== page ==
The 2030 District Challenge for Planning seeks to significantly reduce site energy use intensity for existing buildings with the intent to reduce carbon emissions from the built environment to slow the effects of climate change.
While energy efficiency can go a long way toward reducing a building’s emissions, a building cannot fully decarbonize without eliminating on-site fossil fuel combustion. Making a building’s space heating and cooling, hot water, and appliances all-electric eliminates on-site combustion and allows a building to be supplied with on- or off-site clean energy.
Building electrification not only helps reduce greenhouse gas emissions, it also improves indoor air quality and can reduce costs.
While we know that electrification has numerous benefits, we also know that it is more difficult to achieve in existing buildings where systems need replaced than in new construction where an all-electric infrastructure is chosen from the outset.
To dig into the details on how existing buildings can electrify affordably, we called on building, regulatory, and policy experts to give us the lay of the land.
Space heating represents the largest end use in commercial buildings. For buildings that use fossil fuels, the most common systems are package units and boilers.
Scalable electric replacement solutions exist (for the most part.) ACEEE’s analysis tested three system replacement scenarios: packaged rooftop units with rooftop heat pumps; furnace + central air conditioning with split or packaged heat pumps; and boilers/space heater + central/room/no air conditioning with ductless or variable refrigerant flow (WRF) heat pumps. Buildings with large central boilers + chiller systems require a site-specific solution and are more difficult to electrify cost-effectively.
Replacements are more financially viable with explicit support for electrification. In all replacement scenarios, supporting programs or policies significantly increases the number of buildings that would experience a <10-year payback period.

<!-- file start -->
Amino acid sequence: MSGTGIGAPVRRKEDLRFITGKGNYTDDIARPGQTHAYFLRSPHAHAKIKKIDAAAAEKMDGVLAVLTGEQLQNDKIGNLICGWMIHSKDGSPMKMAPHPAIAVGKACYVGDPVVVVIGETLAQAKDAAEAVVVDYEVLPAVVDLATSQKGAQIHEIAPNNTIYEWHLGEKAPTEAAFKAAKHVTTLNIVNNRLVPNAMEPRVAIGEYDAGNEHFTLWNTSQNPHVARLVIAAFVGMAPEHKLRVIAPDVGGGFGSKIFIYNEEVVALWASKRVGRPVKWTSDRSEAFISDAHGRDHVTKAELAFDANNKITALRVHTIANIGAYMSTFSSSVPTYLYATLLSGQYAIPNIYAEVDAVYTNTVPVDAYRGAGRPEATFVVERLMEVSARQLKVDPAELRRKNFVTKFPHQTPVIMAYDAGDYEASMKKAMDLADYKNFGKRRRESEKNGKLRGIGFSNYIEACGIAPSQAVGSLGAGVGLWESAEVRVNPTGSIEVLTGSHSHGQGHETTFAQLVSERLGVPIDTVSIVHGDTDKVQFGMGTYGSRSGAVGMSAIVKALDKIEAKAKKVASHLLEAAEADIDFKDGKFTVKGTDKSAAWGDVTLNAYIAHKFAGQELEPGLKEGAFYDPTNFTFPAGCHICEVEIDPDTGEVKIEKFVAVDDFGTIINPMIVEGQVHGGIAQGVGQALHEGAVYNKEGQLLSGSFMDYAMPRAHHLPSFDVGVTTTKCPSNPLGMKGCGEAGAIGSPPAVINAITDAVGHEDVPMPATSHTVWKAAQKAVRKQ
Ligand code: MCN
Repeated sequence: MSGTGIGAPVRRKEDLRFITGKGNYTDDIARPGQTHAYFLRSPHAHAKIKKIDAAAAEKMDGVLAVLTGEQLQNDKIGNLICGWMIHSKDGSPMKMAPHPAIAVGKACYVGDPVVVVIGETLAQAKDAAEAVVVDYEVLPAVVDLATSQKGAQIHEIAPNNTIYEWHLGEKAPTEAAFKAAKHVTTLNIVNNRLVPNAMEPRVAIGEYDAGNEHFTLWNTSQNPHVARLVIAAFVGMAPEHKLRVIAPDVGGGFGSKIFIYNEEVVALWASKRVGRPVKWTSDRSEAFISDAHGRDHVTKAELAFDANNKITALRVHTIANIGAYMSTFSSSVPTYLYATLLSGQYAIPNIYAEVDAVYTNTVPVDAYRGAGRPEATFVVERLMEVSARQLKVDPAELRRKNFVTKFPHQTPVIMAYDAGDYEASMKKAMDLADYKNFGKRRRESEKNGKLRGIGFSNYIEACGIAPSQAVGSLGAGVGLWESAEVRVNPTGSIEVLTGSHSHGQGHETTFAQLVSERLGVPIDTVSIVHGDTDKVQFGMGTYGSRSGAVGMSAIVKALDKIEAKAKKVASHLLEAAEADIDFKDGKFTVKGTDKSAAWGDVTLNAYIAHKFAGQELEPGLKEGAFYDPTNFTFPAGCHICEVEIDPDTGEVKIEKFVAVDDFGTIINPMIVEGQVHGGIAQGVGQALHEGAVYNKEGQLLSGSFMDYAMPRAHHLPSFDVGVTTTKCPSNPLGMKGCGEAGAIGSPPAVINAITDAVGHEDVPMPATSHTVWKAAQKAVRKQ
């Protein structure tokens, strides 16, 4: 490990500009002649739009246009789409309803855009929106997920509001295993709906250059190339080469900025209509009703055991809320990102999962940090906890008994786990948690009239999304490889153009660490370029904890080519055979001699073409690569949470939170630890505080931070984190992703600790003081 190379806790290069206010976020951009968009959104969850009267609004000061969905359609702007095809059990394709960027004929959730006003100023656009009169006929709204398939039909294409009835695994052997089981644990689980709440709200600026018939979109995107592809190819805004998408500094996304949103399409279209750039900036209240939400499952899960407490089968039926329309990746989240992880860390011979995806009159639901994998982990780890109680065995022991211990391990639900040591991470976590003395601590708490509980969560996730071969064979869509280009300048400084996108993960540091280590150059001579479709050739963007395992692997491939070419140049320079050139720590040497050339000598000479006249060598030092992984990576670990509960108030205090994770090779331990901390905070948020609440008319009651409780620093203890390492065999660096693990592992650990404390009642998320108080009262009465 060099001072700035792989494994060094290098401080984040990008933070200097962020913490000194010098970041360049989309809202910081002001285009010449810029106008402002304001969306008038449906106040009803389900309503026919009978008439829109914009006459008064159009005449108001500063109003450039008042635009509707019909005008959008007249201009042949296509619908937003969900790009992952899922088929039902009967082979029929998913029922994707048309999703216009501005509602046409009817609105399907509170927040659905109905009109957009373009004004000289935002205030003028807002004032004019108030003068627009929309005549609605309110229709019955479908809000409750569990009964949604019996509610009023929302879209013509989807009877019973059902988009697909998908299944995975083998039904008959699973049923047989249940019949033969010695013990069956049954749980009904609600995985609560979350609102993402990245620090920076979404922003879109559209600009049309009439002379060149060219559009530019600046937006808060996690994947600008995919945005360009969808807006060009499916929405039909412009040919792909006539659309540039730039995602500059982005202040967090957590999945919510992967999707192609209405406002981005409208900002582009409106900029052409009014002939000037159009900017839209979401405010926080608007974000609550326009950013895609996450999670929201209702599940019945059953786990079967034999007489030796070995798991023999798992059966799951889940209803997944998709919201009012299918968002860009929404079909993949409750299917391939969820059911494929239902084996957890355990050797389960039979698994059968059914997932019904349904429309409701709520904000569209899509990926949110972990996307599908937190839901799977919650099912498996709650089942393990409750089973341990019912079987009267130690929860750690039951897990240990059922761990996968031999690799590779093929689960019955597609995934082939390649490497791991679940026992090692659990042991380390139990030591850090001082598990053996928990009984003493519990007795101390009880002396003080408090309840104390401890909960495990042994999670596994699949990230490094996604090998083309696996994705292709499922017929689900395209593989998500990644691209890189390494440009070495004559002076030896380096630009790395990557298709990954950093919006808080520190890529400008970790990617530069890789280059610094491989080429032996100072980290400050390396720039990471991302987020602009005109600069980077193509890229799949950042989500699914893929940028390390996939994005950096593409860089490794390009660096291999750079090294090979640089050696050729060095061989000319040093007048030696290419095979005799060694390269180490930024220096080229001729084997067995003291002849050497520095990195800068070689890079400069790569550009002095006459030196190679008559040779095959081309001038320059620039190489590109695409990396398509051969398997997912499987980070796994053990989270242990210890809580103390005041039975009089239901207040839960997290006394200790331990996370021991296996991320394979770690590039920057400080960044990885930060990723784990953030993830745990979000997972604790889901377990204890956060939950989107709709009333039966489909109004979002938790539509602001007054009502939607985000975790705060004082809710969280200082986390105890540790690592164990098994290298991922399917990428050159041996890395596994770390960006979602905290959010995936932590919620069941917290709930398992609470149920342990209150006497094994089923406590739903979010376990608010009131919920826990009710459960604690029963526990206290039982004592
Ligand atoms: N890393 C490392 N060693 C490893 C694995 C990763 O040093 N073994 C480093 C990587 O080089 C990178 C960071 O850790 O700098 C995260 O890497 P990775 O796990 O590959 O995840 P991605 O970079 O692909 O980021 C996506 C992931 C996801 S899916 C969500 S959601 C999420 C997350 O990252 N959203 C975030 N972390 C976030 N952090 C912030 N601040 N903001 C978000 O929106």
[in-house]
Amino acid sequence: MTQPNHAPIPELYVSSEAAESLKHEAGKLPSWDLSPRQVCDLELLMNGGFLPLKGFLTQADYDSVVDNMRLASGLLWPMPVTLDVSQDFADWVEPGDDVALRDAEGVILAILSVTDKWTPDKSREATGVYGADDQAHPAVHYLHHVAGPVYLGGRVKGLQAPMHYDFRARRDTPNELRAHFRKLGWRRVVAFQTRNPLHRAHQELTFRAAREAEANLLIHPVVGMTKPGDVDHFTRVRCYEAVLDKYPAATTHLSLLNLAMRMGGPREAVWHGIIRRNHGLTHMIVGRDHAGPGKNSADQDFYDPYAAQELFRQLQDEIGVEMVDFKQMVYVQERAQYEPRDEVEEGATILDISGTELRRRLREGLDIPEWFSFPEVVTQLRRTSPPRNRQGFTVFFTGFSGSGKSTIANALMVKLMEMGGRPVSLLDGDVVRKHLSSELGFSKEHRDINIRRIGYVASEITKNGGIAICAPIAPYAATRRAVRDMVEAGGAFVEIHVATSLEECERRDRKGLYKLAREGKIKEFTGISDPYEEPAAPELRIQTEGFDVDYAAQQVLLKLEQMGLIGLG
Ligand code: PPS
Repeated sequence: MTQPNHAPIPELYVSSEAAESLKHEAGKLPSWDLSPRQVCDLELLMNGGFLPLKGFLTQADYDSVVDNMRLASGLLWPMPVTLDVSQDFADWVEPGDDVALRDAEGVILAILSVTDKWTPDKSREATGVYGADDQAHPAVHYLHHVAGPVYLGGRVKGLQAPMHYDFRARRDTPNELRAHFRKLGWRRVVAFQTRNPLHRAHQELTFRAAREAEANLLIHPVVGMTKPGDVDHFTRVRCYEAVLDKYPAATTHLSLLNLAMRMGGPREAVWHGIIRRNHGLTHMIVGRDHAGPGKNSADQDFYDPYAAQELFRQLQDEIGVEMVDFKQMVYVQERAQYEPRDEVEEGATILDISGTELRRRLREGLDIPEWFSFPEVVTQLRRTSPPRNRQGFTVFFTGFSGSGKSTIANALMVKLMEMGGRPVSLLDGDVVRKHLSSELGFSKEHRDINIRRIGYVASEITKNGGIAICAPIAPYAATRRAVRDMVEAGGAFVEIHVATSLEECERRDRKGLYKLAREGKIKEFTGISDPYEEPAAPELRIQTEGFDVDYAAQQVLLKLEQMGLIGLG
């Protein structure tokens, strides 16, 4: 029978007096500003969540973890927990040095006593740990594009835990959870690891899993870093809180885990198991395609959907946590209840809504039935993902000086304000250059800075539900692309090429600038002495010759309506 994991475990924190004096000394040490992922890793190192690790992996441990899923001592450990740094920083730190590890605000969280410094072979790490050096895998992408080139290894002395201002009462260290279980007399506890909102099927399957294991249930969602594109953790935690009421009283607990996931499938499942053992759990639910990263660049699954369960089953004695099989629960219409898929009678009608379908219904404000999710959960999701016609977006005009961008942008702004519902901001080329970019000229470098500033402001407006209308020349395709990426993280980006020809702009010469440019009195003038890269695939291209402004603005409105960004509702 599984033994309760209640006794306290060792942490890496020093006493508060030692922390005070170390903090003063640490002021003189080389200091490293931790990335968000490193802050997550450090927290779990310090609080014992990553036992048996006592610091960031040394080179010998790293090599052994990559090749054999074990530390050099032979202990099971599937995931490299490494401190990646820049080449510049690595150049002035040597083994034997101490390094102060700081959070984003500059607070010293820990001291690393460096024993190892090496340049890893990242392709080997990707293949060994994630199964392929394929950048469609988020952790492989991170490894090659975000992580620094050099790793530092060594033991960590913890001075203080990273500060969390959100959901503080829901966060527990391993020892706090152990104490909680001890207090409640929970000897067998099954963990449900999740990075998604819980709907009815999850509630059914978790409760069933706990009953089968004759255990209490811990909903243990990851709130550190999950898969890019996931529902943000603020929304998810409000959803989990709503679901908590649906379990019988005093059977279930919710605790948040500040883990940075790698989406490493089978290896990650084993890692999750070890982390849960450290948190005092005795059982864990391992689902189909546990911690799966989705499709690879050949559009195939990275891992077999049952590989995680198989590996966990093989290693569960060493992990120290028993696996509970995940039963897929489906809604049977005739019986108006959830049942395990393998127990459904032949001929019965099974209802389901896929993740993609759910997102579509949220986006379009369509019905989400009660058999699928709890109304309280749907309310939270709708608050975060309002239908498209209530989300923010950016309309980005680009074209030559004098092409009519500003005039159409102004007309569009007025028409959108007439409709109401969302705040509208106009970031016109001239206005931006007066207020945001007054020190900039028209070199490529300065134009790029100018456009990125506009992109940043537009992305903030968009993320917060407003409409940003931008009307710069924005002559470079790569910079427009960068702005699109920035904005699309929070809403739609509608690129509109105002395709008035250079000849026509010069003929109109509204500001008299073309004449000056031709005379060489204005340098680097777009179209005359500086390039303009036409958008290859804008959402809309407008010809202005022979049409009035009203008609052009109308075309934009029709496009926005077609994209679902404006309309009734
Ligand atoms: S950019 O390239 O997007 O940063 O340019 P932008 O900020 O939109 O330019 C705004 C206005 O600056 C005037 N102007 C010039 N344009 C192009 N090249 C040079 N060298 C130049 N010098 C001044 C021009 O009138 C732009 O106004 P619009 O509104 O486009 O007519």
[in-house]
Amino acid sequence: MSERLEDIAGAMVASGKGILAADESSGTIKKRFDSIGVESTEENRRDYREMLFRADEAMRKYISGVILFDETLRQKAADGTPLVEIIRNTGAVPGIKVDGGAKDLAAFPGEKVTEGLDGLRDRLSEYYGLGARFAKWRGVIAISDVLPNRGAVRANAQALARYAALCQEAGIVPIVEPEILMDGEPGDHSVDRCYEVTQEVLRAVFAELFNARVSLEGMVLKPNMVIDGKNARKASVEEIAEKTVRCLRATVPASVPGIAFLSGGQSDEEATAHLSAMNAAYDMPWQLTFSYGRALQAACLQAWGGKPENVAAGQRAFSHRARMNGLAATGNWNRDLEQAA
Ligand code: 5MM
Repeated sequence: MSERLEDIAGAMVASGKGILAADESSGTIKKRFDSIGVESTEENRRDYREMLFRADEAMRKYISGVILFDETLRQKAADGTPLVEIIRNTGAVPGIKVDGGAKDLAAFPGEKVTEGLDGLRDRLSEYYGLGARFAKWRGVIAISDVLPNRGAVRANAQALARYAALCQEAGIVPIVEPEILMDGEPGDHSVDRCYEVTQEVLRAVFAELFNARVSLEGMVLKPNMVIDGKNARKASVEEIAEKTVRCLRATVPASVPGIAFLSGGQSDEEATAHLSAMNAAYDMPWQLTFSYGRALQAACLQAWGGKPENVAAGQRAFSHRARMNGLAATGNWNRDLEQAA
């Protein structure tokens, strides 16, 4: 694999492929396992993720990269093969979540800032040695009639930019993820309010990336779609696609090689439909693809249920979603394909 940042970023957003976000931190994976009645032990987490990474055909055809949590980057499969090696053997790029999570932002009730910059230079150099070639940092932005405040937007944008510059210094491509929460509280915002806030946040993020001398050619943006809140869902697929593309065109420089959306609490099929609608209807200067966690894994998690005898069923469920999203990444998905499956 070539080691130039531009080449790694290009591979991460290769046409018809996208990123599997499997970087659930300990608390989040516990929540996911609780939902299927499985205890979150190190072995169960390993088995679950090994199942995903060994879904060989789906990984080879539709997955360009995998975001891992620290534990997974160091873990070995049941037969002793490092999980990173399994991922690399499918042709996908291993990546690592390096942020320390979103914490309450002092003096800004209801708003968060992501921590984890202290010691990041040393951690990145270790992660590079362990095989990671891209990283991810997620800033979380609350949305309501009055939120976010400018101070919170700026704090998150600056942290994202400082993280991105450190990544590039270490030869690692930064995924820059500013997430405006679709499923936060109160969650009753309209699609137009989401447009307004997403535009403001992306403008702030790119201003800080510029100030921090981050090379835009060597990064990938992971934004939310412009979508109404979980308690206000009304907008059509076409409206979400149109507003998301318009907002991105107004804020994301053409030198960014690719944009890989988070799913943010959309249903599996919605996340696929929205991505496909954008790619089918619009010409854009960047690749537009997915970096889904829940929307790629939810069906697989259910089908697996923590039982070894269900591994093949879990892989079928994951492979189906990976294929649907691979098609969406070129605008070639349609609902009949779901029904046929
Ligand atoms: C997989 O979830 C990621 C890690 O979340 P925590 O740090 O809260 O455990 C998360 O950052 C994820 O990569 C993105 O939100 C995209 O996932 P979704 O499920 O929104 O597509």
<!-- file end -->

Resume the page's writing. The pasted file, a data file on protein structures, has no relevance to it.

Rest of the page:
Equitable electrification is essential. Equity should be a key consideration for regulators in examining the future of gas. Low-income customers and renters face barriers to electrification and will bear the brunt of the cost when gas customers dwindle unless regulators intervene on how gas assets are paid for and halt the expansion of new gas infrastructure that costs money to maintain.
Regulation needs renovation. Regulatory accessibility, buildings as flexible grid resources, rate design, infrastructure build-outs, policy and programs need to work together in service of electrification to maximize benefits.
Beneficial electrification has three components. This includes (1) reducing total energy, (2) saving money, and (3) reducing emissions. It is also often accompanied by energy efficiency technologies, i.e. high-efficiency heat pumps.
Energy Efficiency Resource Standards can help or hinder electrification alongside energy efficiency. New York and Massachusetts have fuel-neutral Btu goals to ensure an overall improvement in energy efficiency irrespective of fuel source. However, Pennsylvania’s electric consumption reduction program, Act 129, prevents replacing fossil fuel equipment with electric equipment in service of its goal.
Opportunity exists to accelerate decarbonization. Pennsylvanians can learn from peer states that are better aligning utility incentives and complementary programs (e.g. weatherization) with building decarbonization goals.